26 January 2016

Reading Schedule for God's Politics

A few weeks ago I shared that I will lead a special Lenten study at Custer Road beginning February 10. As we have a presidential election this year-- the Iowa caucuses are next Monday -- it seems like everyone is wondering how Christians will vote (as if we all vote for the same person). Donald Trump just tweeted this:

Or check this out:

(No, I am not endorsing Donald Trump; these just showed up in my timeline as I was writing this.)

Rev Jim Wallis wrote God's Politics nearly a decade ago, but the relationship between politics and faith is as vital as ever. So let's discuss it. Not in a way to endorse one candidate or another; but to understand better how our faith speaks to the issues of the day. Here's an outline-- we'll just go with how Wallis ordered the book:

Feb 10 Part I Changing the Wind: Take Back the Faith/A Lack of Vision/Is There a Politics of God?

Feb 17 Part II Moving Beyond the Politics of Complaint: Protest is Good; Alternatives Are Better/How Should Your Faith Influence Your Politics?/Prophetic Politics

Feb 24 Part III Spiritual Values and International Relations: Be Not Afraid/Not a Just War/Dangerous Religion/Blessed Are the Peacemakers/Against Impossible Odds/Micah's Vision for National and Global Security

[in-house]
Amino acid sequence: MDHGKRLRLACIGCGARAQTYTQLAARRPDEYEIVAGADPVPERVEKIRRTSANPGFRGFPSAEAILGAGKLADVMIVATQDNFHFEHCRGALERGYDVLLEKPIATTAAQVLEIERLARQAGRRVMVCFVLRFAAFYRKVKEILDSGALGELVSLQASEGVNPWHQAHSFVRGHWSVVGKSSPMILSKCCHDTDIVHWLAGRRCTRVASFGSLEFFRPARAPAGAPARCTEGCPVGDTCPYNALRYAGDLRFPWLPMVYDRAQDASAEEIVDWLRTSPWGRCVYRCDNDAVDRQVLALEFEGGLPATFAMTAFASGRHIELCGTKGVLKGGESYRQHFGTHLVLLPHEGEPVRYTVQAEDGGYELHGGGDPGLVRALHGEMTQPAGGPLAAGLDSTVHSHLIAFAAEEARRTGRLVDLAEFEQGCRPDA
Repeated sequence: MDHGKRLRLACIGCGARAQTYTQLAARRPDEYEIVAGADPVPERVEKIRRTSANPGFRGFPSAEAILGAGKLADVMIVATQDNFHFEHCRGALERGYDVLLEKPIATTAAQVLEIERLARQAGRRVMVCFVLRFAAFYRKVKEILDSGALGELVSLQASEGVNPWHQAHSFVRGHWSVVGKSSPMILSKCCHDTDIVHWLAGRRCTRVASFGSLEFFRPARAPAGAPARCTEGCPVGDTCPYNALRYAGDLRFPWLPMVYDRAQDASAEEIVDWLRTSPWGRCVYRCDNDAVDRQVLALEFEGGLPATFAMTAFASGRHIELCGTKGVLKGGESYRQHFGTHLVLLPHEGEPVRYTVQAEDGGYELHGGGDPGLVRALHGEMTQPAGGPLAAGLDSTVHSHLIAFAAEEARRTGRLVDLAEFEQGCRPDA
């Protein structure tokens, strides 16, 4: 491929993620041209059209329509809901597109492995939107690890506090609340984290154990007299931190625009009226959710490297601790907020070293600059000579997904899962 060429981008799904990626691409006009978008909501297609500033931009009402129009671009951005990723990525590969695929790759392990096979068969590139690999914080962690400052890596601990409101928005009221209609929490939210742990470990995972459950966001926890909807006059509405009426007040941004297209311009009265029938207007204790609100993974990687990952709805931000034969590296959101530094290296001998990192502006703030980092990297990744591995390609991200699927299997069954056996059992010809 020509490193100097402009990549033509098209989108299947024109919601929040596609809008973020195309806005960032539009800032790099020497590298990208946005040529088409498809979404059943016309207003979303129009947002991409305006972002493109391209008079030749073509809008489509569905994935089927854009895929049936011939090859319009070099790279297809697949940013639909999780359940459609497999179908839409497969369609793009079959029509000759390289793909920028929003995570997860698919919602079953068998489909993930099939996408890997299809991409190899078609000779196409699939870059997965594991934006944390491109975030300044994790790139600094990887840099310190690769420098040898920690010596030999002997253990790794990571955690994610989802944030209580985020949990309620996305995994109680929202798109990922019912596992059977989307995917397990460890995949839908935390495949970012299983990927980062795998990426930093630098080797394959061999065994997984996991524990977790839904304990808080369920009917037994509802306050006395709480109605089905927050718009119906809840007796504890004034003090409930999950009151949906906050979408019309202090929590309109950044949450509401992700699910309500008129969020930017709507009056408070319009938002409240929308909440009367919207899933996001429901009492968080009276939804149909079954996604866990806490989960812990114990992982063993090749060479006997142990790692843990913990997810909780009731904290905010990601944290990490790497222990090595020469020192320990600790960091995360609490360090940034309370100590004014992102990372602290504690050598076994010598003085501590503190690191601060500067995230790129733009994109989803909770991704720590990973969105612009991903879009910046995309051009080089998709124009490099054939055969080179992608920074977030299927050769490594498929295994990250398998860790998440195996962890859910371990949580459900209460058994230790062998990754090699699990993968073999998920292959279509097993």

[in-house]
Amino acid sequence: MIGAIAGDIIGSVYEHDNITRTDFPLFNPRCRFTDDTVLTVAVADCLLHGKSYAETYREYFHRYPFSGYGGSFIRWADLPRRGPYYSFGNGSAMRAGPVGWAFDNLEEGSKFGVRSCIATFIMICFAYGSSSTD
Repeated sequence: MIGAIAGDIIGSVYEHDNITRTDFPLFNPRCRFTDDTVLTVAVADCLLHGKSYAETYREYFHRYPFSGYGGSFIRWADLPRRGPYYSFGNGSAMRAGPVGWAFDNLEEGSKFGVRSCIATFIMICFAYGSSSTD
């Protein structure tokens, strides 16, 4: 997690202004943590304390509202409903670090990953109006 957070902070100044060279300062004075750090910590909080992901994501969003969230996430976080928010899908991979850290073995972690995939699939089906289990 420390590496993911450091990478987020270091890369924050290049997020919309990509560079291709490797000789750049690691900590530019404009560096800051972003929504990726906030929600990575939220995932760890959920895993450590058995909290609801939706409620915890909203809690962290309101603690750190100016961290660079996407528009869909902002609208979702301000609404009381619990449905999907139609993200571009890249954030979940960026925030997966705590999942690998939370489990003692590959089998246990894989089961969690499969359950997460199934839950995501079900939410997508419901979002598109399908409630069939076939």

March 2 (the day after the Texas primaries) Part IV Spiritual Values and Economic Justice: The Poor You Will Always Have with You?/Poor People Are Trapped-- in the Debate about Poverty/Isaiah's Platform/Amos and Enron/The Tipping Point

March 9 Spring Break; no class

March 16 Part V Spiritual Values And Social Issues: A Consistent Ethic of Life/Truth Telling About Race/The Ties That Bond

March 23 Part VI Spiritual Values and Social Change: The Critical Choice/We Are the Ones We've Been Waiting For

You can buy a copy of God's Politics here. Register for the class (no charge) here.

11 January 2016

Miscarriages of Justice

For four days, December 30-January 2, I was alone here in North Texas; Christy and the boys remained in Bay City for more time with family. I returned early to preside at a wedding and preach January 3 at Lectio. I knew of this extended time alone for a long time, so I made preparations for entertainment: HBO was going to re-air the entire Game of Thrones series. I binge-watched it last Spring before the new season began in April 2015, so I thought I would go through again. I watched Season 1, but then quit at the beginning of Season 2. I had heard of two new Netflix series I wanted to watch, Jessica Jones, a Marvel series, and the documentary Making a Murderer. I added both to my queue and began with Jessica Jones. I really enjoyed Daredevil from earlier in 2015, but, so far at least, JJ isn't up to that level. I've started and stopped a couple of times. I still have about an episode and a half to go. Regardless of how it ends, it would have been a much more effective experience if the series was 8 or 9 episodes, not 13.

Making a Murderer, on the other hand, is exhilarating. I could not stop watching it. I started the first episode the other night. Christy came in halfway into it and finished it, then fell asleep on the couch and went to bed during the second. I stayed up past midnight to get through four episodes. Netflix does not announce its viewership numbers, but my Twitter and Facebook feeds have been exploding for weeks about the series. It has to be in the millions of viewers, and still growing. It's the story of one family's ordeal at the hands of the justice system in Wisconsin over the past thirty years.